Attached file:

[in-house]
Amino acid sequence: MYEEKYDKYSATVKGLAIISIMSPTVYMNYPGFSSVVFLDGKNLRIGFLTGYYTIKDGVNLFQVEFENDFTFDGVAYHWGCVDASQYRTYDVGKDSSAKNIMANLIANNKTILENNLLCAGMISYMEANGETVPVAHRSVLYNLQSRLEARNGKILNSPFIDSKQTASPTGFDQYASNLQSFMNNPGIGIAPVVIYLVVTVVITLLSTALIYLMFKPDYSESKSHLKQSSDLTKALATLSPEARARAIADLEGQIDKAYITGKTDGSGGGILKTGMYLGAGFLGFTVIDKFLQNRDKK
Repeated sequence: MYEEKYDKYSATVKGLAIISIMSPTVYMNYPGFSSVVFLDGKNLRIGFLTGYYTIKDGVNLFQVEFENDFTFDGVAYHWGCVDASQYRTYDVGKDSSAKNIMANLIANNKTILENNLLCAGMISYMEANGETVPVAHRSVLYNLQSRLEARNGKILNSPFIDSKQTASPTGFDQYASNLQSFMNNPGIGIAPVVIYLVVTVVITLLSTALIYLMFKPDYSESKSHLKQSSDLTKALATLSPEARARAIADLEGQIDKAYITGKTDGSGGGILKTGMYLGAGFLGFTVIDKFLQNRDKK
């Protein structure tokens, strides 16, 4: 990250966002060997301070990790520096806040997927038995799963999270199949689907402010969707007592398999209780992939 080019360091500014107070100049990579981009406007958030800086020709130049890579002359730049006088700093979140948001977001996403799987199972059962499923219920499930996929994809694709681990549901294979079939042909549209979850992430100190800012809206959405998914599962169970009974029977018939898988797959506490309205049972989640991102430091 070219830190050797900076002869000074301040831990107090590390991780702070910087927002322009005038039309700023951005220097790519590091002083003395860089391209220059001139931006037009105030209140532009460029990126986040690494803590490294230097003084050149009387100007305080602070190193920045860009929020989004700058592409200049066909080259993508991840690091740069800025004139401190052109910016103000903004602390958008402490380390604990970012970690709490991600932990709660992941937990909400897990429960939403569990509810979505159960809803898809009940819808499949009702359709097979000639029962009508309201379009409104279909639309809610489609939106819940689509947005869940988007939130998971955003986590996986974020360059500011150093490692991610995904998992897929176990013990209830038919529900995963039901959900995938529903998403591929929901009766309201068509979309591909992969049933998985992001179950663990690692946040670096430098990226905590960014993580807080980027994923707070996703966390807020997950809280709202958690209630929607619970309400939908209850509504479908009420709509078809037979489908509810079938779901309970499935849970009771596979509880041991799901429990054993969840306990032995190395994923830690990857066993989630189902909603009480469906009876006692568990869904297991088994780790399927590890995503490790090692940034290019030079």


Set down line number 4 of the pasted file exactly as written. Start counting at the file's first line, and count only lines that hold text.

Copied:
């Protein structure tokens, strides 16, 4: 990250966002060997301070990790520096806040997927038995799963999270199949689907402010969707007592398999209780992939 080019360091500014107070100049990579981009406007958030800086020709130049890579002359730049006088700093979140948001977001996403799987199972059962499923219920499930996929994809694709681990549901294979079939042909549209979850992430100190800012809206959405998914599962169970009974029977018939898988797959506490309205049972989640991102430091 070219830190050797900076002869000074301040831990107090590390991780702070910087927002322009005038039309700023951005220097790519590091002083003395860089391209220059001139931006037009105030209140532009460029990126986040690494803590490294230097003084050149009387100007305080602070190193920045860009929020989004700058592409200049066909080259993508991840690091740069800025004139401190052109910016103000903004602390958008402490380390604990970012970690709490991600932990709660992941937990909400897990429960939403569990509810979505159960809803898809009940819808499949009702359709097979000639029962009508309201379009409104279909639309809610489609939106819940689509947005869940988007939130998971955003986590996986974020360059500011150093490692991610995904998992897929176990013990209830038919529900995963039901959900995938529903998403591929929901009766309201068509979309591909992969049933998985992001179950663990690692946040670096430098990226905590960014993580807080980027994923707070996703966390807020997950809280709202958690209630929607619970309400939908209850509504479908009420709509078809037979489908509810079938779901309970499935849970009771596979509880041991799901429990054993969840306990032995190395994923830690990857066993989630189902909603009480469906009876006692568990869904297991088994780790399927590890995503490790090692940034290019030079």